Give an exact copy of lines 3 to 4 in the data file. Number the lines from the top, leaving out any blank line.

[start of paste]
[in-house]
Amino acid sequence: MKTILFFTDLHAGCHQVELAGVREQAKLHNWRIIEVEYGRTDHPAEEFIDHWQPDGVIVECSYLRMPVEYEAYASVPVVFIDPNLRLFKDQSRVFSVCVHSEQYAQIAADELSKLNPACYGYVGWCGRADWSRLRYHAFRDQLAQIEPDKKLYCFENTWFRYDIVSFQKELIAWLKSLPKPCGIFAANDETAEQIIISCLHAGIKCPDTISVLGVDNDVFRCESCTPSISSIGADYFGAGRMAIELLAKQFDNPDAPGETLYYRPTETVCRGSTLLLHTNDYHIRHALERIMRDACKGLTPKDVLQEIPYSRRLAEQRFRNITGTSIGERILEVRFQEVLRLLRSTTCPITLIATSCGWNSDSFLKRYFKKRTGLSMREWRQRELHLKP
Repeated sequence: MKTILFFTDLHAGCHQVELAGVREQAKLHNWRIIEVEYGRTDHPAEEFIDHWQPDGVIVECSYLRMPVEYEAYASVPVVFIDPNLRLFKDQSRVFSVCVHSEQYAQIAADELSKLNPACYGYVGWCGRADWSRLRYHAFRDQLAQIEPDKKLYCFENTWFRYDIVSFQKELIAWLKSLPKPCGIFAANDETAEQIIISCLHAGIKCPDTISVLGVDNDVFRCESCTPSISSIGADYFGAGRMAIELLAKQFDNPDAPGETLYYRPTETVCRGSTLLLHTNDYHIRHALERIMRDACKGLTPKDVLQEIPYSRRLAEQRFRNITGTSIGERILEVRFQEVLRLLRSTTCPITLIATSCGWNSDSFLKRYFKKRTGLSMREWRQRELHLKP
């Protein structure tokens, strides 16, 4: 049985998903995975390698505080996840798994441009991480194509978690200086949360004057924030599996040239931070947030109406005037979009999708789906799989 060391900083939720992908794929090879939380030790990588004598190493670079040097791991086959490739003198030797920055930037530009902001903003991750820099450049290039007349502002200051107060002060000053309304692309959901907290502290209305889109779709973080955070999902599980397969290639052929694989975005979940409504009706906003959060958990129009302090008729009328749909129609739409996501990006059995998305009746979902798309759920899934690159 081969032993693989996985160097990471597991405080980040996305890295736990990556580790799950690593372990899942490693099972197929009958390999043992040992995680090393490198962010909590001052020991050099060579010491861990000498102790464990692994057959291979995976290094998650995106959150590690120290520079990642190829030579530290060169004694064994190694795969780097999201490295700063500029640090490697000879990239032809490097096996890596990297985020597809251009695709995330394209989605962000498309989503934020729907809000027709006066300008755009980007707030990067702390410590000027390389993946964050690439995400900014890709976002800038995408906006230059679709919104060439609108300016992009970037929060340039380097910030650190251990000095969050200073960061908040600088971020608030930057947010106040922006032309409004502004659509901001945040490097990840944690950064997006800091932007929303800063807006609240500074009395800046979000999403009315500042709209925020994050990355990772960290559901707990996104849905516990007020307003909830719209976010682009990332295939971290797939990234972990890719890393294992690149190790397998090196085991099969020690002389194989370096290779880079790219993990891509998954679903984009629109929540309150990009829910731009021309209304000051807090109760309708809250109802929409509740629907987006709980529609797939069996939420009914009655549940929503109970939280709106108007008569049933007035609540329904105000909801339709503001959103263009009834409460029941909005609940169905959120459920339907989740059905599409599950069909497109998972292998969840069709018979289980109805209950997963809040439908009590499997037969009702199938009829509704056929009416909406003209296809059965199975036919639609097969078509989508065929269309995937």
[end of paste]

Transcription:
Repeated sequence: MKTILFFTDLHAGCHQVELAGVREQAKLHNWRIIEVEYGRTDHPAEEFIDHWQPDGVIVECSYLRMPVEYEAYASVPVVFIDPNLRLFKDQSRVFSVCVHSEQYAQIAADELSKLNPACYGYVGWCGRADWSRLRYHAFRDQLAQIEPDKKLYCFENTWFRYDIVSFQKELIAWLKSLPKPCGIFAANDETAEQIIISCLHAGIKCPDTISVLGVDNDVFRCESCTPSISSIGADYFGAGRMAIELLAKQFDNPDAPGETLYYRPTETVCRGSTLLLHTNDYHIRHALERIMRDACKGLTPKDVLQEIPYSRRLAEQRFRNITGTSIGERILEVRFQEVLRLLRSTTCPITLIATSCGWNSDSFLKRYFKKRTGLSMREWRQRELHLKP
């Protein structure tokens, strides 16, 4: 049985998903995975390698505080996840798994441009991480194509978690200086949360004057924030599996040239931070947030109406005037979009999708789906799989 060391900083939720992908794929090879939380030790990588004598190493670079040097791991086959490739003198030797920055930037530009902001903003991750820099450049290039007349502002200051107060002060000053309304692309959901907290502290209305889109779709973080955070999902599980397969290639052929694989975005979940409504009706906003959060958990129009302090008729009328749909129609739409996501990006059995998305009746979902798309759920899934690159 081969032993693989996985160097990471597991405080980040996305890295736990990556580790799950690593372990899942490693099972197929009958390999043992040992995680090393490198962010909590001052020991050099060579010491861990000498102790464990692994057959291979995976290094998650995106959150590690120290520079990642190829030579530290060169004694064994190694795969780097999201490295700063500029640090490697000879990239032809490097096996890596990297985020597809251009695709995330394209989605962000498309989503934020729907809000027709006066300008755009980007707030990067702390410590000027390389993946964050690439995400900014890709976002800038995408906006230059679709919104060439609108300016992009970037929060340039380097910030650190251990000095969050200073960061908040600088971020608030930057947010106040922006032309409004502004659509901001945040490097990840944690950064997006800091932007929303800063807006609240500074009395800046979000999403009315500042709209925020994050990355990772960290559901707990996104849905516990007020307003909830719209976010682009990332295939971290797939990234972990890719890393294992690149190790397998090196085991099969020690002389194989370096290779880079790219993990891509998954679903984009629109929540309150990009829910731009021309209304000051807090109760309708809250109802929409509740629907987006709980529609797939069996939420009914009655549940929503109970939280709106108007008569049933007035609540329904105000909801339709503001959103263009009834409460029941909005609940169905959120459920339907989740059905599409599950069909497109998972292998969840069709018979289980109805209950997963809040439908009590499997037969009702199938009829509704056929009416909406003209296809059965199975036919639609097969078509989508065929269309995937």